jazz improvisation
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Instigation Festival #14: Timid Flirtation and Fiery Collision

Instigation Festival encourages musicians to indulge freely in improvisational collaborations and experience the joy between timid flirtation and fiery collision.

Instigation Festival
5-7 February 2024

It’s a dreary February night in New Orleans. People are congregated around high-top tables, hot toddies in hand, recounting the day in hushed tones. We’re gathered in an uninsulated warehouse right as the Mardi Gras season is reaching a screaming crescendo, but somehow, this gathering has managed to fly under the carnival spirit’s otherwise omnipotent spell: the bar in the back is quaint, and the sparse musical setup portends a show more meditative than exuberant. 

Then, with no fanfare other than the house music’s slow fade, Sasha Masakowski – dressed in understated black – quietly steps on stage and croons wandering melodies into a microphone, which she then proceeds to distort, repeat, and replace through a looping station. The audience of 30 or so – many recognizable musicians from around town – is lulled into attention as the shapeless performance begins. Marvin Tate, gazing intently, walks on stage and takes the mic perched on top of the stool opposite her.

Tate’s head slowly bobs as he faces the audience and then brings the mic to his mouth. Landing somewhere in the nameless space between spoken word and incantation, he seamlessly sidles into Sasha’s lush vocal landscape. “There’s a robin in my garden,” he chants, with a tinge of longing, “A man that wants me dead.” And with this, the 14th installment of the Instigation Festival – a bi-annual gathering that brings together musicians from New Orleans and Chicago to freely and fearlessly collaborate – has begun.

Instigation Festival: A Different Collaborative Paradigm

Founded in 2016 by guitarist Steve Marquette and movement artist Marie Casimir, Instigation Festival celebrates creative spontaneity and joyful discovery that can only come when artists prioritize playfulness over preciousness. They were largely inspired by the work of trombonist Jeff Albert, whose weekly Open Ears Music Series brought together musicians of varied stripes and origins, including well-known Chicago artists like Ken Vandermark, for an evening of improvised explorations at Frenchmen Street’s Blue Nile club. As the international artistic exchange became a local staple, a specific synchronicity between Chicago and New Orleans artists became increasingly apparent. “This was the germ of everything,” Marquette says as we sit for coffee. 

Rather than concerning itself with artistic ideas of “process” and “product”, Instigation Festival is meant to shed light on a third, perhaps underappreciated force in music: the relationships that collaborations give way to and the collaborations that, in turn, emerge from deep relationships. But before anything else can happen, there’s that initial coming-together, which can broadly range from a timid flirtation to a fiery collision. No matter the nature of the first meeting, a creative conversation is forged, an instigation takes place, and a creative partnership will start to coalesce in the best-case scenarios.

With this, Instigation Festival has created a container whose form is something of a paradox, because it encourages comfort with formlessness. As soon as they step on stage, artists become conduits through which a musical conversation can flow, unfettered by the constraints of convention or audience expectation. The audience, in turn, is privileged to witness a collaborative moment that is neither process nor product. Instead, it’s a meeting of unfamiliar minds, a social experiment that can produce sonic poetry just as often as it spews abstract dissonance.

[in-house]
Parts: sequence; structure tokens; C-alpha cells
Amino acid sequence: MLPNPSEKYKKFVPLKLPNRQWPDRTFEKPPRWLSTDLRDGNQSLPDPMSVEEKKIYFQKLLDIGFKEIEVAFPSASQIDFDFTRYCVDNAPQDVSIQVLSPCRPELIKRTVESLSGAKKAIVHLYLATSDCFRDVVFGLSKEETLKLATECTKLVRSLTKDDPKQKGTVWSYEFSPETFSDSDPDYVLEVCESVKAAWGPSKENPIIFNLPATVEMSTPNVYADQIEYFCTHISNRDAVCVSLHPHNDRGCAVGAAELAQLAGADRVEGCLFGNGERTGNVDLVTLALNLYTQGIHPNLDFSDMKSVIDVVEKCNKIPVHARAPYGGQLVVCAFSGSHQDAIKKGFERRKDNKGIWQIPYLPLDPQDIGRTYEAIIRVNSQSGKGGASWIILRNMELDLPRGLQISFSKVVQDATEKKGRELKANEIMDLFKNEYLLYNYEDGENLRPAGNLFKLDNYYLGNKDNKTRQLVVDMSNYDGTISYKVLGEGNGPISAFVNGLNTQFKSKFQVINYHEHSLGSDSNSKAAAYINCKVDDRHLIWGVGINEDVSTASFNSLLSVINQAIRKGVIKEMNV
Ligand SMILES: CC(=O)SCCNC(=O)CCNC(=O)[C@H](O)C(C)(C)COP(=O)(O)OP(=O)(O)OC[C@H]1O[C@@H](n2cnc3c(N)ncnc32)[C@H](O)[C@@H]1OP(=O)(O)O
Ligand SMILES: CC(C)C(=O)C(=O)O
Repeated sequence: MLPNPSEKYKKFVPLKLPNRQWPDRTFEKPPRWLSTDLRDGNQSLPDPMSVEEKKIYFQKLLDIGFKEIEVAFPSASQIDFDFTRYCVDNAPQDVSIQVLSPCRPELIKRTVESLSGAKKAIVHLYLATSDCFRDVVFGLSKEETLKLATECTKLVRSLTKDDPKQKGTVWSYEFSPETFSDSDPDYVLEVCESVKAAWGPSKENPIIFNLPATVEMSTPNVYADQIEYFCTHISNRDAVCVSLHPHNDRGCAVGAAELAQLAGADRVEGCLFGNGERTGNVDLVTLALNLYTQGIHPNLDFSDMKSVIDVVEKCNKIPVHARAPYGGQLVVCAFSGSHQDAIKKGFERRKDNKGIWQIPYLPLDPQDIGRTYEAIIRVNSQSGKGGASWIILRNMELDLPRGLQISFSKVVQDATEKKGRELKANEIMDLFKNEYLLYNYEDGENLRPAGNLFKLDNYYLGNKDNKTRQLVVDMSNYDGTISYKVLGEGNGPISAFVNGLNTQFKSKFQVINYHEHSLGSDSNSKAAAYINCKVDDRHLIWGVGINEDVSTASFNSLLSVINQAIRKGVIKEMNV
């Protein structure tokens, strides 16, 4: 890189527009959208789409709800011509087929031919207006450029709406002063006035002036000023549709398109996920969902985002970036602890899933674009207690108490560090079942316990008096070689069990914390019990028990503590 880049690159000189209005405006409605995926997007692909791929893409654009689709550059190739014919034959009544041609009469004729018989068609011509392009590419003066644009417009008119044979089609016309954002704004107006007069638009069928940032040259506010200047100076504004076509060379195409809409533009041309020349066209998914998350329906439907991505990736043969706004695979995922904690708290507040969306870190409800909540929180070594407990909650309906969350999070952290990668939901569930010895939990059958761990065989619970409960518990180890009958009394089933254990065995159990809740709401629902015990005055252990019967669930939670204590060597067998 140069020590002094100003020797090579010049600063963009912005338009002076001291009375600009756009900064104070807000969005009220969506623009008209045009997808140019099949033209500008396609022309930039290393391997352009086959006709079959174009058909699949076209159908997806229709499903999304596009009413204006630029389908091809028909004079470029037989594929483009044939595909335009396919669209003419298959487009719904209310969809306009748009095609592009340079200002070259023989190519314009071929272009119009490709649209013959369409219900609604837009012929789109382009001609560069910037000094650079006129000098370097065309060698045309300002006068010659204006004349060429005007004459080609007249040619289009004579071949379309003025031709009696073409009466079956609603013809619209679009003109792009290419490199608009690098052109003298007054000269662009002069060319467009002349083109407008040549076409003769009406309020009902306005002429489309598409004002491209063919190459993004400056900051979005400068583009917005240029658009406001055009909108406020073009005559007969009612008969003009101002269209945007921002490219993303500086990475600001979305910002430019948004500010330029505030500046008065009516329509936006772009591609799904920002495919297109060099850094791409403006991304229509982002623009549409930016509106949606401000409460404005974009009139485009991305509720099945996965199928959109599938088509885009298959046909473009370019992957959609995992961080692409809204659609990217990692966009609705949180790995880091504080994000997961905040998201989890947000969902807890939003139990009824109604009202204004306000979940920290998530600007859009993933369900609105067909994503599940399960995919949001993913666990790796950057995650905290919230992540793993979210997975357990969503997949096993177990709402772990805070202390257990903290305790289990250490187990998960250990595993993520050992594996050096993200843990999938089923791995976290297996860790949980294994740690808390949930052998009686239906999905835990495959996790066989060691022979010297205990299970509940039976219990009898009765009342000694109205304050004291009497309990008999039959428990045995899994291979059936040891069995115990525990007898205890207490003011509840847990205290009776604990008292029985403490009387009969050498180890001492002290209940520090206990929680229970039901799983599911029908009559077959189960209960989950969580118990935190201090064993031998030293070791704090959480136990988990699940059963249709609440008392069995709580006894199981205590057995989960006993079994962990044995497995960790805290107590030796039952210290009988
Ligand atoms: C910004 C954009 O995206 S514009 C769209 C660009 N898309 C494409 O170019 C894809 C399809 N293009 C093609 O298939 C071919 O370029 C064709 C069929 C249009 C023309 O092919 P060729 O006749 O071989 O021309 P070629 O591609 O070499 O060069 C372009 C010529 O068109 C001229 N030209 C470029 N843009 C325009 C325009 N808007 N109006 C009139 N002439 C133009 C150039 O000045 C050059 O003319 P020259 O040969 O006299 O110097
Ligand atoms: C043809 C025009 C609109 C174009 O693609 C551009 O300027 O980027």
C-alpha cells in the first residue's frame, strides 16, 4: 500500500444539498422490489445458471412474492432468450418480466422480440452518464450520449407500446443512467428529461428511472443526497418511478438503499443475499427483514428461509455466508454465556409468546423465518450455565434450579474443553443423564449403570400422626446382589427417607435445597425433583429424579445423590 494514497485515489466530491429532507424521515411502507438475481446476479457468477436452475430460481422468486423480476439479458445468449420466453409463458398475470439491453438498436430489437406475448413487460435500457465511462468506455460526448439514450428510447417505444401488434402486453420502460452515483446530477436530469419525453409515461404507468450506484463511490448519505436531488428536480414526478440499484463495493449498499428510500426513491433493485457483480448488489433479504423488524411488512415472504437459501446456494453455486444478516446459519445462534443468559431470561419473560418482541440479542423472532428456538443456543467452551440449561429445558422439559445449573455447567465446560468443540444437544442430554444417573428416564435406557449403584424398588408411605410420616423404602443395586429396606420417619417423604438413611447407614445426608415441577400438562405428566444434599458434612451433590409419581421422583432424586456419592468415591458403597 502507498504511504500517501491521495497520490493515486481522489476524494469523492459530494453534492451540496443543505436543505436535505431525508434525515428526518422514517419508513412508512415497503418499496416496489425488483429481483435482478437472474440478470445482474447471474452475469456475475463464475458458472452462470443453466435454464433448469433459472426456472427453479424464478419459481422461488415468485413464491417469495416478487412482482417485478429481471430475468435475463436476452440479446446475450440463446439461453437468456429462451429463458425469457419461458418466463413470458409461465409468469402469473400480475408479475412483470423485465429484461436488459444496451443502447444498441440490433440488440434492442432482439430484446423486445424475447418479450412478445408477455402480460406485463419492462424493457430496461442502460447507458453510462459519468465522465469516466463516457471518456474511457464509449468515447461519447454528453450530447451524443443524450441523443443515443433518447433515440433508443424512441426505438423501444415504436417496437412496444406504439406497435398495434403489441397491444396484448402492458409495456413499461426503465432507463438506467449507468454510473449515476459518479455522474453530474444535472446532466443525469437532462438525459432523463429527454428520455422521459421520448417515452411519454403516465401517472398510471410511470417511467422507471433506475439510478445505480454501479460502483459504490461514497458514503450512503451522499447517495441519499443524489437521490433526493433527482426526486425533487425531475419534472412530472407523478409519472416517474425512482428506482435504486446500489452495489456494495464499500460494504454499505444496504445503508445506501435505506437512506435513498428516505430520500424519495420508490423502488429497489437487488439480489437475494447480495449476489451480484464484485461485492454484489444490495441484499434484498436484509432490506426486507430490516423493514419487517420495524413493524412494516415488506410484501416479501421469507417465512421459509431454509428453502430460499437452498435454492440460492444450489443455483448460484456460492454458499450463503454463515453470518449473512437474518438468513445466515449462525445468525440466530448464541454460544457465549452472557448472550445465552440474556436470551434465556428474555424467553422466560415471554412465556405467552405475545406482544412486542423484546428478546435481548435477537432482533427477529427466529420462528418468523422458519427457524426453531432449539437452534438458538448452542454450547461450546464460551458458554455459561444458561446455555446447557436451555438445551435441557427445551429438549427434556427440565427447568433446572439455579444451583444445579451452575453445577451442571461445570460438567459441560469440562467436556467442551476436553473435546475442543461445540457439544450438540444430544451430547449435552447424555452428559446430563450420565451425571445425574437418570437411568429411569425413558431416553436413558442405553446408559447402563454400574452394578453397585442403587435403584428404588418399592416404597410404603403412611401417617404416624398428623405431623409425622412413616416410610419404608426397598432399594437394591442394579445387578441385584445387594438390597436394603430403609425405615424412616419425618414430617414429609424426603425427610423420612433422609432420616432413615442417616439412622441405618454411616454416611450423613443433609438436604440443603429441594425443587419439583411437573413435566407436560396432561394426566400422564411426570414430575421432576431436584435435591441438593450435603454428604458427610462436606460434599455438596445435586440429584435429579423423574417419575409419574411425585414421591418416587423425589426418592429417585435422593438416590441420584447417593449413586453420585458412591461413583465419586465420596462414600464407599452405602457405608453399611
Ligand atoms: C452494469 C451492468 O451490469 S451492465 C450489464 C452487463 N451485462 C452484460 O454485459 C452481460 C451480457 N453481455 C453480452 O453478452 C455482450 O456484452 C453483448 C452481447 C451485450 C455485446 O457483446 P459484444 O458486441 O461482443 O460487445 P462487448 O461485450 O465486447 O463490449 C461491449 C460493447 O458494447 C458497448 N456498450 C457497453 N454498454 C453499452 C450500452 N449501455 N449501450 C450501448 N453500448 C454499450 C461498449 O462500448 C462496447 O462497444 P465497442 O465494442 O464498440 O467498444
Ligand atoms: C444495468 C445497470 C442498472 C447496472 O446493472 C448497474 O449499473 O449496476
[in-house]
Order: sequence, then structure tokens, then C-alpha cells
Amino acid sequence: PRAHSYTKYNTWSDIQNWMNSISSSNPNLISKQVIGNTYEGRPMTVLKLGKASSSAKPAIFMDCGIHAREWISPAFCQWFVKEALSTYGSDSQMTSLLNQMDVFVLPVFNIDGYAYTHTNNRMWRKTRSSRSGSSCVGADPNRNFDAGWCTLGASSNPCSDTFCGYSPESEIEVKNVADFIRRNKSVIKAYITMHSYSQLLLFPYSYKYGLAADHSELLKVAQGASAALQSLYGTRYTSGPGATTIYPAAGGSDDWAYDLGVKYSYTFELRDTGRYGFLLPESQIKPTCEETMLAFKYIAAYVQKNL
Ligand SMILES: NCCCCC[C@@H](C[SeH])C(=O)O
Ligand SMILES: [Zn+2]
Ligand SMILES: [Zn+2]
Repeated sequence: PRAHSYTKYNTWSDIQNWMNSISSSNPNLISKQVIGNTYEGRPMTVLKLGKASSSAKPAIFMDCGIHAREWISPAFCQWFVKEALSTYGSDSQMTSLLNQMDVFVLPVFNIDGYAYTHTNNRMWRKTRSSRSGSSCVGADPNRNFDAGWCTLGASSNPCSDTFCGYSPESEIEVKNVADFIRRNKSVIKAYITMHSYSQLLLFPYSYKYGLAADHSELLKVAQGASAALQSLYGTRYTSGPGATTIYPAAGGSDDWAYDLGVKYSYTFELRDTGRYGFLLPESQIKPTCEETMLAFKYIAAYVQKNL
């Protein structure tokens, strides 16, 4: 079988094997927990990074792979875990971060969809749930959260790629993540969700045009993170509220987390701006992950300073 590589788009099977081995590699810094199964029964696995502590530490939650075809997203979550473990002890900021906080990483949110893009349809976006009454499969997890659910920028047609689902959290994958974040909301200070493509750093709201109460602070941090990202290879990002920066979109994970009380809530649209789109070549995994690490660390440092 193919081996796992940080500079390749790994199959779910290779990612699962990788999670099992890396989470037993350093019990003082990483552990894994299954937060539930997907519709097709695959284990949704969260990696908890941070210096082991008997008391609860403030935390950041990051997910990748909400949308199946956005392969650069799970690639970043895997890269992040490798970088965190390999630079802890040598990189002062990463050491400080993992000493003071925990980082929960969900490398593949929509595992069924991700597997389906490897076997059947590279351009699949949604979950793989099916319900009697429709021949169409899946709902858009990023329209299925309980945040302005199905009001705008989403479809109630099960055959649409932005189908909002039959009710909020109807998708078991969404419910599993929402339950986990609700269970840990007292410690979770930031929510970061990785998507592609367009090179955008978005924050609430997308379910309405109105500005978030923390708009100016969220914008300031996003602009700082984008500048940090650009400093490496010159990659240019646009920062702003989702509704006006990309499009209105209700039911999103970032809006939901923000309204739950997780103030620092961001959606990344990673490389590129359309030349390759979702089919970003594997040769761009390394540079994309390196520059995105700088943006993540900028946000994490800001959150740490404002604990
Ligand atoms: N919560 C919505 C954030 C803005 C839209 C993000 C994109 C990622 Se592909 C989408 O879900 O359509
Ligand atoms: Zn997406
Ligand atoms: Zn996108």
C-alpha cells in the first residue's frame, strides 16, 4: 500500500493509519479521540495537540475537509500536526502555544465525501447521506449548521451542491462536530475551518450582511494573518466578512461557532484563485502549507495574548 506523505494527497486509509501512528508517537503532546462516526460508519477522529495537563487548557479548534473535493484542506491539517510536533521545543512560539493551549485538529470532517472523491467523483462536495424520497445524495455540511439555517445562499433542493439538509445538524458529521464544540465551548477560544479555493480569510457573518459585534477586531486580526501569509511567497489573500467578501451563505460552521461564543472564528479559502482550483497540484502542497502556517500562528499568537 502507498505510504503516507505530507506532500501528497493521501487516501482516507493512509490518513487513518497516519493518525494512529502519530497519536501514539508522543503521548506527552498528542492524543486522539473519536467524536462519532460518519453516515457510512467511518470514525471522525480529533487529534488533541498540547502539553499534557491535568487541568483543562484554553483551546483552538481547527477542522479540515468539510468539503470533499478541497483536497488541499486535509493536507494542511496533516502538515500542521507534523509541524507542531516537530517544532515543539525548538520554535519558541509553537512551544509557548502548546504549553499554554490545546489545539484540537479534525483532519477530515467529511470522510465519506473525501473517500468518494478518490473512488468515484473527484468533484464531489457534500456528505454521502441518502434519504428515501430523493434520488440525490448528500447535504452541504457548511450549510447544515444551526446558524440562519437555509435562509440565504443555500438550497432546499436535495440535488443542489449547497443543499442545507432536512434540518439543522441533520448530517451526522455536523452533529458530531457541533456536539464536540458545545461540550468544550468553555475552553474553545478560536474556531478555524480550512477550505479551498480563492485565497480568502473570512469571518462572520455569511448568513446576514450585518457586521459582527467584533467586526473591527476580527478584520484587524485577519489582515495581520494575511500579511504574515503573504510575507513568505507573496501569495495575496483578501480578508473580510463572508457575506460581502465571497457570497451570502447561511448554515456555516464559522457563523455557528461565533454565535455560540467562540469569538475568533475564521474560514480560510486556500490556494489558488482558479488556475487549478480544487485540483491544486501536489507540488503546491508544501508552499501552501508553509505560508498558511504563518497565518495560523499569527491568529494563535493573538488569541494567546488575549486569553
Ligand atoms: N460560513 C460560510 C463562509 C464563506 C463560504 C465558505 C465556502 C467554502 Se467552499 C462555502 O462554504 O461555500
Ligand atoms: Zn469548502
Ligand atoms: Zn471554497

Throughout these three February nights, nine collaborations – three per night, almost all of them completely improvised – are boldly instigated amongst a panoply of decorated musicians. Since New Orleans does not have the same kind of vibrant exchange between movement artists and musicians as that fostered in Chicago, all of the performers for this Instigation Festival are professional musicians. But over the course of this half-week, we learn that the meaning of the word “musician” is malleable.

Instigation Festival’s New Collaborations

During the festival’s first two nights, new relationships form on stage and take on a variety of permutations. Some groups – such as Jonathan Freilich, Jesse Morrow, Dan Oestreicher, and Mike Reed – appear to cohabitate on the stage as equals, eyes closed as they fitfully move into and out of each other’s gravitational pulls. During this set, mad flurries of sound give way to fictional jazz standards that seem to hobble, stumbling drunk, through empty city streets. On guitar, Freilich’s restraint gives his collaborators space to sketch scenes that he can soar through. Oestreicher constantly updates the palette, switching nimbly between an ensemble of saxophones and flutes. Reed’s drumming and Morrow’s bass use abrupt rhythmic and tonal shifts to weave unsettling tapestries. Each of the four seems to be conversing with the amorphous collective rather than with a single person.

Others, like Masakowski and Tate, have a more clearly bifurcated relationship: while she uses a drum machine, a looping station, her voice, and later his, to build a musical backdrop, he imbues her world with a narrative by speaking as characters (perhaps, as himself?) who navigate this musical world with equal parts trepidation, curiosity, and conviction. In our conversation, Marquette attests to how this kind of creative relationship is an essential part of Instigation Festival’s fabric:

“We can default to a space of jazz-based instrumental hierarchies because it’s a language we all know, but I’m more interested in an approach reminiscent of painting, where there’s a foreground and background.” During these first two nights, this arrangement becomes a unifying thread. In the festival’s most abrasive set, the modular synths of Cooper Crain and Rotten Milk created a crunchy, industrial hellscape that Rob Cambre’s guitar penetrates unflinchingly to stay relevant. 

Naturally, a festival that defies categories like “free jazz” or “noise” and instead calls itself “improvised and interesting” could feature dissonance and atonality at any turn. But many musicians, like Emily Mikesell on trumpet and Helen Gillet on cello, drift into more formal experimentation by percussing on their instruments as melodies swirled around them.